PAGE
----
Student augments ultrasound resolution

Master’s student Inès Beekers (applied physics) was awarded the second prize of the Dutch Physics Society (NNV) for her bachelor’s thesis on scanning tumours with ultrasound.

Three students presented their BSc. thesis at the FYSICA 2014 final in Leiden on April 1 2014. They were Melissa van Beekveld (University Utrecht; supersymmetry), Inès Beekers (TU Delft; ultrasound) and Jonas Voorzanger (VU A’dam; photoconductivity).

Melissa van Beekveld won the jury’s hearts with her enthusiastic presentation on the abstract concept ‘supersymmetry’. By making plausible that supersymmetry (the proposition that each boson has a fermion as its superpartner) may be hidden in the existing data, she won the first prize.

The second prize was awarded to TU’s Inès Beekers about whom the jury wrote: ‘She chose a subject with societal impact: early diagnosis of cancer with ultrasound. The jury praises her creative and many-sided input in the project.’

Her BSc supervisor Dr. Martin Verweij at Applied Sciences is equally laudatory: “She has analysed the task and proceeded from there. Both her theoretical and hands-on skills were very good. She made a phantom for measurements, which she carried through. Her work could well have passed for a master’s thesis.” Verweij rated her thesis with a 9.5

Beekers says she wanted to do a useful physics project, which led her to doing a minor in medicine at the Erasmus Medical Centre. Subsequently she contacted Verweij from Acoustical Wavefield Imaging (faculty Applied Sciences) who suggested researching the use of ultrasound for imaging tumours. Considering that ultrasound is a ubiquitous tool in hospitals, being able to use them for tumour testing would seem a welcome idea.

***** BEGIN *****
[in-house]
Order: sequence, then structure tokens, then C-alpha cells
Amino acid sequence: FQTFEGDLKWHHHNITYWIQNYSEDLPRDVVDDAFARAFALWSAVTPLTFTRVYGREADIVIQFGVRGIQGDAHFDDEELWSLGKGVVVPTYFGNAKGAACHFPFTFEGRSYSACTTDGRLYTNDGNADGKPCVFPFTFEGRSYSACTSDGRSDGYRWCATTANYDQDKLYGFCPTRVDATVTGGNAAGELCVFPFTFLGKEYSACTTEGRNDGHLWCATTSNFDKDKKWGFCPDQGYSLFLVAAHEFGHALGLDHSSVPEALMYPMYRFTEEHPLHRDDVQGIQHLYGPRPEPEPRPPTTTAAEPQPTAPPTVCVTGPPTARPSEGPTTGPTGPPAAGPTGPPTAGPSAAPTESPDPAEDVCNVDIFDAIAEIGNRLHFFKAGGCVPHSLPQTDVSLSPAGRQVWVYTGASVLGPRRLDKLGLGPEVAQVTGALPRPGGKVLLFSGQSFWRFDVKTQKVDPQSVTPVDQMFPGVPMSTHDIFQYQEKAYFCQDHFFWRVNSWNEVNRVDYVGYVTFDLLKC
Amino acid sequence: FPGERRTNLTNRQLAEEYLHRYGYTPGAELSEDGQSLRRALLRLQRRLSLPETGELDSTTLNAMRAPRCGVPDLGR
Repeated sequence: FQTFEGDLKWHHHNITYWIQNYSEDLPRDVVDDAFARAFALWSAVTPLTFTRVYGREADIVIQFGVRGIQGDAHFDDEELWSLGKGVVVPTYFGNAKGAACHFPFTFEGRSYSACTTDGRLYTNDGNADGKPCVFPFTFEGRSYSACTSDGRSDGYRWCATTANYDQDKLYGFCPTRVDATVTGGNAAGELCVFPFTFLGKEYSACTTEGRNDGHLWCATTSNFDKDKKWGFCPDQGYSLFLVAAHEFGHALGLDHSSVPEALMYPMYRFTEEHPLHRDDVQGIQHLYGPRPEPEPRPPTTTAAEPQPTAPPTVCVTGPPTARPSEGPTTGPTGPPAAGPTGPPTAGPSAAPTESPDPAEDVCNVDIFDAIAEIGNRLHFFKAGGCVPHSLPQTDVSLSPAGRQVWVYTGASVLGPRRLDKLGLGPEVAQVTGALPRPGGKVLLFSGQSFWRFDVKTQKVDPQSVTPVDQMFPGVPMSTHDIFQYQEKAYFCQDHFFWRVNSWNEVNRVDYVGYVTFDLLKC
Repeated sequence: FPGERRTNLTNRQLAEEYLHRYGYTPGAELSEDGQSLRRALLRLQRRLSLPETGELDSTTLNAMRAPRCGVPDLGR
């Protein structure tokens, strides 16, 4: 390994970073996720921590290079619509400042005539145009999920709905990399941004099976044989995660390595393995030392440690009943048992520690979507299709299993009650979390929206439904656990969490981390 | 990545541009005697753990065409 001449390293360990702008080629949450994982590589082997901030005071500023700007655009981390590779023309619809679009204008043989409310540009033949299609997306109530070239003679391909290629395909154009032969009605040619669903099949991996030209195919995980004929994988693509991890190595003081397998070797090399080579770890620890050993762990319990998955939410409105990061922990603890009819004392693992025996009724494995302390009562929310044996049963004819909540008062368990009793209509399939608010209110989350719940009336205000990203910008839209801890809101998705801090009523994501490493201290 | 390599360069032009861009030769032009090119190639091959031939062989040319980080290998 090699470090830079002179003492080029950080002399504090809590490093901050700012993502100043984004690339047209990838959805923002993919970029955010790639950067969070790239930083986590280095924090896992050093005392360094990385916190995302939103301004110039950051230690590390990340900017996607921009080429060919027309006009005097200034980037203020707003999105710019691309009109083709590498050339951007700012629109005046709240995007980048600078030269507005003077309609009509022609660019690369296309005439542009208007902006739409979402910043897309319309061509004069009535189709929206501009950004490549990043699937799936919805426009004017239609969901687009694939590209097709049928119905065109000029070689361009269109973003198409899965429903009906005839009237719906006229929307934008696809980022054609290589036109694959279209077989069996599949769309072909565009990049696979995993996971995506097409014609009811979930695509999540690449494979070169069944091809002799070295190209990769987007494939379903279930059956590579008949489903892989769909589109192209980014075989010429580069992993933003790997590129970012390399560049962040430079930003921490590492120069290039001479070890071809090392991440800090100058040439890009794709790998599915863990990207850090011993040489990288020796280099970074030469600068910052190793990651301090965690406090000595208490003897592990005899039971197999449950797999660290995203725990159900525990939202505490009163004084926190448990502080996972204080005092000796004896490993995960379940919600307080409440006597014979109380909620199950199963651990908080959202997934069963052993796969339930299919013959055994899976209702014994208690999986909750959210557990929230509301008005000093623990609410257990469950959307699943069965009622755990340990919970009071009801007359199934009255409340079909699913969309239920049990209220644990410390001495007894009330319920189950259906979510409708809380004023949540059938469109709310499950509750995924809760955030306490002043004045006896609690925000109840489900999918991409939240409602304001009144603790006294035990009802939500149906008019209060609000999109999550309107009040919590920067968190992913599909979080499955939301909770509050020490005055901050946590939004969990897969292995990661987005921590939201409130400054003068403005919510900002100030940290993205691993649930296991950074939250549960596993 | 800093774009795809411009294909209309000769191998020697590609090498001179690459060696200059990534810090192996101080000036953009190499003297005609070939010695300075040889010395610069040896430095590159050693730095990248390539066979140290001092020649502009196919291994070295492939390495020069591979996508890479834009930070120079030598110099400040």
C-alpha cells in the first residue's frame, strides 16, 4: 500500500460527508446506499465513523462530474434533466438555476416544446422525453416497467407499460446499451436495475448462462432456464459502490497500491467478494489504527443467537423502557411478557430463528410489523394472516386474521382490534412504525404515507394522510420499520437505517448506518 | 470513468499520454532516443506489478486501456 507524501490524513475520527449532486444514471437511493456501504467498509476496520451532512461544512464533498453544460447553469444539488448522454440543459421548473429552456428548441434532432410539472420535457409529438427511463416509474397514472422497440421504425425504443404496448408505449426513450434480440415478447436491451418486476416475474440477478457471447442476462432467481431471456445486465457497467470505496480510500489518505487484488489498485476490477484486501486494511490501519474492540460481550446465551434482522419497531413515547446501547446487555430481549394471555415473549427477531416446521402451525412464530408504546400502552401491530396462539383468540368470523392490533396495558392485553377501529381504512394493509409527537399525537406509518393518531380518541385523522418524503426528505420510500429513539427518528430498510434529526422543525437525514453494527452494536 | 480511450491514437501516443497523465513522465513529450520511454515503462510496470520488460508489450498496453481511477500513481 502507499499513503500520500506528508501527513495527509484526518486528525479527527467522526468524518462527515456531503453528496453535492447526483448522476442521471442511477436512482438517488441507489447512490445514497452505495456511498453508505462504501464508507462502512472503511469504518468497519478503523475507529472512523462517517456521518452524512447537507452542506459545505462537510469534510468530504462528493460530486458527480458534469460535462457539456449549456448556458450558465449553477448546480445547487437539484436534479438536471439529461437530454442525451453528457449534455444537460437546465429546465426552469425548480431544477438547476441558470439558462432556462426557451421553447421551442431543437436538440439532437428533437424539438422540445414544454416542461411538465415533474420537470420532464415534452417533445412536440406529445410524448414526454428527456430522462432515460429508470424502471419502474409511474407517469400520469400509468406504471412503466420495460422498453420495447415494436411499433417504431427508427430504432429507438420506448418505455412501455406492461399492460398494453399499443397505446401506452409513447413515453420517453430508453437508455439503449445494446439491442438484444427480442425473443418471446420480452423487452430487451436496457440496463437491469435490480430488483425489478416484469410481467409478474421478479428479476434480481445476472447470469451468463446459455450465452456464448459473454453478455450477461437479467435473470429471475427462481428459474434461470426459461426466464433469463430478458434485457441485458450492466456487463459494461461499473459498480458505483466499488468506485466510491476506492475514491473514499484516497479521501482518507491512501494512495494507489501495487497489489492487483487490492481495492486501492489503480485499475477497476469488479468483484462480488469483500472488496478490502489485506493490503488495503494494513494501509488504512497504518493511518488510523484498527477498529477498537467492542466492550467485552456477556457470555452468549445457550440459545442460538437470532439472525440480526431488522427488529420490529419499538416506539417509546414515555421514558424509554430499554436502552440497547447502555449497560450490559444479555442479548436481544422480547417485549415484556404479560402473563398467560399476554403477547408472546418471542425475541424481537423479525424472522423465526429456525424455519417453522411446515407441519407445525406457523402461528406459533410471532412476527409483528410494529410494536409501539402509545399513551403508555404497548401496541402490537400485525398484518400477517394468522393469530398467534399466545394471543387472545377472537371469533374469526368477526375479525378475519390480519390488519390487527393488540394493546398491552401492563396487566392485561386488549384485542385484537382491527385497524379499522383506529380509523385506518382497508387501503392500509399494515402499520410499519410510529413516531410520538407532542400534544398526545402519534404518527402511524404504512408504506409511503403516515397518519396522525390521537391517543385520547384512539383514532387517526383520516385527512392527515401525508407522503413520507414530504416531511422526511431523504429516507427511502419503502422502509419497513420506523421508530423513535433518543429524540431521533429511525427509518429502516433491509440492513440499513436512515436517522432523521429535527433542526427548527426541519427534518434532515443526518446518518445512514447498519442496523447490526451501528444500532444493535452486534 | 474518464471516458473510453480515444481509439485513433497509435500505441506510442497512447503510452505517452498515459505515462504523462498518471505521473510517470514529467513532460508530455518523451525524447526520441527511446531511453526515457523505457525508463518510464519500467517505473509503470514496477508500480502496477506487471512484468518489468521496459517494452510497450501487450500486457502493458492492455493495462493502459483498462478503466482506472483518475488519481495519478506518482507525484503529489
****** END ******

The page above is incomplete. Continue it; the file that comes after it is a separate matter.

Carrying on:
Tumours have characteristic chaotic patterns of blood vessels. In normal tissue blood vessels mainly run parallel. But in a tumour they crisscross the tissue almost at random. So if one could image the direction of these vessels, you might be able to identify a tumour from surrounding tissue.

Trouble is: these blood vessels are typically 0.01 – 0.1 millimetres in diameter and ultrasound resolution is in the order of a millimetre. So, can this resolution gap be bridged?

Imaging blood is greatly enhanced by adding encapsulated micron-sized bubbles to the flow: up to ten million per millilitre. In clinical practice these bubbles with a lipid shell are known as ‘contrast agent’. They make blood vessels light up under the ultrasound scan.

In the lab, Beekers made a phantom with ten very fine tubes 0,2 millimetre across and as near to each other as possible. She gently forced a saline solution through them carrying lipide bubbles for contrast. And much to her own surprise, she could detect flow through the tubes (which modeled blood vessels) although the distance between them is five to ten times smaller than the nominal resolution of the ultrasound scanner.

With her phantom featuring ten stretched tubes, Beekers showed that fine flows could be observed if they align with the direction of the ultrasound sweep scan, but hardly so if the flow is perpendicular to the scan. This may be key for distinguishing tumours from healthy tissue.

“This is all still very fundamental”, Beekers stresses. Nonetheless, the idea is that you could identify a tumour on a suspect spot by performing two perpendicular scans. Healthy tissue would give ‘polarised’ readings: maximum flow in one direction and almost nothing under a right angle. A tumour, due to its crisscrossed vessels, would show much less difference in the two perpendicular readings.

The finding is as yet too fundamental for the industry to pick it up, Beekers thinks. The next step would involve testing with a more realistic 3D phantom to see if the polarisation effect manifests itself.

Such a project isn’t planned yet, says Verweij. But it’s in his head together with numerous other plans he discusses with students interested to do a project in medical imaging.

→ Dalien Inès Beekers, Identification of tumor vasculature with ultrasound imaging, BSc. thesis supervisor Dr. Martin Verweij (AS)


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